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Old 08-11-2013, 04:02 PM
 
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Are businesses that provide recreational activities good investments? I am referring to bowling alleys, pool halls, Ice Rinks, indoor sporting complexes, and even Paintball arenas.

Bowling alleys and pool, do they make money on the weekdays?. Both do not have high labor costs. A bowling alley needs a large startup capital for the machines, but they run themselves. I guess your utility bill will be high though, and I figure you need a large, large piece of real estate.

Pool halls, well, you could probably buy everything, and just set all the tables up all by yourself. Your utility bill is probably like a bar. Would you put a bar in a pool hall and serve a little food? I see these pool halls around where I live, and I just cannot help but wonder how they are doing.

What really prompted this question though is an indoor paintball facility. They have two ladies at the front checking people in front, I guess three guys prepping the rental guns, two guys setting the players up and reffing. They use a re-ball system so they dont have to keep buying new paintballs. They also had a few more people, some were dressed as zombies for some reasons. I am thinking this is an employee owned facility.

How about ice rinks, and indoor sporting facilities? In NYC, you have three ice rinks that I am well aware of: Chelsea Piers (ice rink, and other sports), City Ice Pavilion (ice rink only), and World Ice (ice rink only). Chelsea Piers seems to do very good business. I think the landlord may be the state as it is on top of a former pier. They have facilities for hockey, basketball, indoor soccer, and etc. They have no competition on the West Side of Manhattan, and Manhattan is affluent. City Ice and World Ice only have ice hockey, and figure skating. I visited this place on Long Island that had deck and roller hockey, and they seem to have a lot of customers.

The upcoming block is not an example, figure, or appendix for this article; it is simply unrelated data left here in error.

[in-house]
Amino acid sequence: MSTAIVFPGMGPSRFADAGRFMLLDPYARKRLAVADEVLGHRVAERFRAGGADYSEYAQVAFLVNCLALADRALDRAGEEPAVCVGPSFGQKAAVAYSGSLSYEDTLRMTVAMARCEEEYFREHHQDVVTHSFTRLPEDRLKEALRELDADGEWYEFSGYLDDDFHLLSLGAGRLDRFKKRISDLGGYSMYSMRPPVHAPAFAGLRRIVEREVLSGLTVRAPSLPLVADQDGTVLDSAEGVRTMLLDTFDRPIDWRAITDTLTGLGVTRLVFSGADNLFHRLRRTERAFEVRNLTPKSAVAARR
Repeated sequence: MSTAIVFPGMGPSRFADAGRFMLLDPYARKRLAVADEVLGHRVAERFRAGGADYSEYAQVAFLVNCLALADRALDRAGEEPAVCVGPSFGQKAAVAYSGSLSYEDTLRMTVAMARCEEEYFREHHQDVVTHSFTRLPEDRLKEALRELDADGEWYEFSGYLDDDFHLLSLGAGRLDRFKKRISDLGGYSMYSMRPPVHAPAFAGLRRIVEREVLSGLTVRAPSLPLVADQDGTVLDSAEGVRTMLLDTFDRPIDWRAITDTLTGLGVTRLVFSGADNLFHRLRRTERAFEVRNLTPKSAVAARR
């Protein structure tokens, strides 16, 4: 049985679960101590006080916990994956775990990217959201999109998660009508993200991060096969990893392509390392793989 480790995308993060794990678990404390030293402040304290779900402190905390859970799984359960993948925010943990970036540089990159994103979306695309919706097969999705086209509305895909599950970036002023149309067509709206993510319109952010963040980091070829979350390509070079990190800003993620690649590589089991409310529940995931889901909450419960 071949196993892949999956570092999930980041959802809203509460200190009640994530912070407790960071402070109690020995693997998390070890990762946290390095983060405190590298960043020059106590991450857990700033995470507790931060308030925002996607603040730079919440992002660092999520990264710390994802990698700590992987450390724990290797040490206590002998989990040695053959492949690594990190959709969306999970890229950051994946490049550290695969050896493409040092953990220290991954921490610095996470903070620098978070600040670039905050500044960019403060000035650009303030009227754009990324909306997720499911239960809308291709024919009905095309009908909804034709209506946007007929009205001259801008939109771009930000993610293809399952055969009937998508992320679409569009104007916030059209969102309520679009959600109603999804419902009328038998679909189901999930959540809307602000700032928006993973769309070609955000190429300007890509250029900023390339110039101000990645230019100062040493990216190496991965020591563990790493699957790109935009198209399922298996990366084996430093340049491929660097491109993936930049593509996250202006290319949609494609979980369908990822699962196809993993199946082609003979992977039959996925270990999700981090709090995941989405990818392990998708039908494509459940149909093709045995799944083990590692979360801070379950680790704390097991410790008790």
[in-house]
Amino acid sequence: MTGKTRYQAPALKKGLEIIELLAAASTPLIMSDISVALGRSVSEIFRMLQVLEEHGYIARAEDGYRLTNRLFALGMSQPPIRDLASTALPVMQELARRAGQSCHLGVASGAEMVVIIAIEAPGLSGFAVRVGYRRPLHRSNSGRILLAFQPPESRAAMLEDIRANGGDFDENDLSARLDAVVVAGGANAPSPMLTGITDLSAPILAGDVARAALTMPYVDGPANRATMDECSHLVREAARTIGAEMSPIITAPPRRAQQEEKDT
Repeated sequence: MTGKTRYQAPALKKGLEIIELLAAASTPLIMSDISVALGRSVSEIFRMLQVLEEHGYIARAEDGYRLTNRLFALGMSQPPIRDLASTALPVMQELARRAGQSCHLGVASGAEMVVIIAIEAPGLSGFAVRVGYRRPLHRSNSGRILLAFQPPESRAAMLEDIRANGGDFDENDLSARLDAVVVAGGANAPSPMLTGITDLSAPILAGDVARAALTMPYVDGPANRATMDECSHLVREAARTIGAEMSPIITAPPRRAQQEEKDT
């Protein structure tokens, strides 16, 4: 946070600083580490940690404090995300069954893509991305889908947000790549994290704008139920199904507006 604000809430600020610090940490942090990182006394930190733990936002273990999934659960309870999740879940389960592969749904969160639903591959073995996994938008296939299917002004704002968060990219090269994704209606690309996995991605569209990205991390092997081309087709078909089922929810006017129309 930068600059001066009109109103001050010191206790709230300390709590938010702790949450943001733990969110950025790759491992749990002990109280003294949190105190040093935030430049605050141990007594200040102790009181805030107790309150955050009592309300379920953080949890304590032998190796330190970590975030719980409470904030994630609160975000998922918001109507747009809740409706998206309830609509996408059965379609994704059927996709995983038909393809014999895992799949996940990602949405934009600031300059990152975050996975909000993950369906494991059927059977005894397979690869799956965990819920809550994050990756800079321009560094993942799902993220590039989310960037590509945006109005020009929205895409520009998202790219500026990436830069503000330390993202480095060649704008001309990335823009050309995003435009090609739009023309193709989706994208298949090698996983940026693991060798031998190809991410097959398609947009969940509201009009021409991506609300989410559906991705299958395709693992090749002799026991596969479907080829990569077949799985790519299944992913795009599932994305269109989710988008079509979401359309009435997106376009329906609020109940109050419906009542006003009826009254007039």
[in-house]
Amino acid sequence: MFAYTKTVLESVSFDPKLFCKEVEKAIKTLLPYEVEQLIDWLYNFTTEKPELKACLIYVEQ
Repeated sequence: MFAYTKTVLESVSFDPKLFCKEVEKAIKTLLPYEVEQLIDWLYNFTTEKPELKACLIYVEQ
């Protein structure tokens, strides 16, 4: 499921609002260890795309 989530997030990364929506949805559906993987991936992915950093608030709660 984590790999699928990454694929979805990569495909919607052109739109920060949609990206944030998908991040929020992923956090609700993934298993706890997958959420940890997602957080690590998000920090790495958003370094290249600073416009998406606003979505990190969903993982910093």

If you had a choice, what would you do an Ice rink or a deck for people to play roller hockey or deck hockey? Would you invest in a rink or indoor sporting facility over a regular fitness gym like LA Fitness or a smaller gym like Bally's. They both provide a means of exercise, but one does so through playing games.
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Old 08-12-2013, 05:36 AM
 
Location: Roanoke, VA
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Are you in N.J.? As far as ice rinks go, I know that the one in Charlottesville, VA has struggled. The ice rink in Fredericksburg, VA closed.
A major sporting complex venture in Richmond, VA did not end well:
SportsQuest founder files for bankruptcy - Richmond Times-Dispatch: Chesterfield

I don't know about bowling alleys per se, but AMF has not had a good time of late.

AMF Bowling has completed its merger with Bowlmor - Richmond Times-Dispatch: Business News About Richmond-Area Companies

I suspect that these are businesses that one should not attempt on a shoestring.
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Old 08-12-2013, 08:49 AM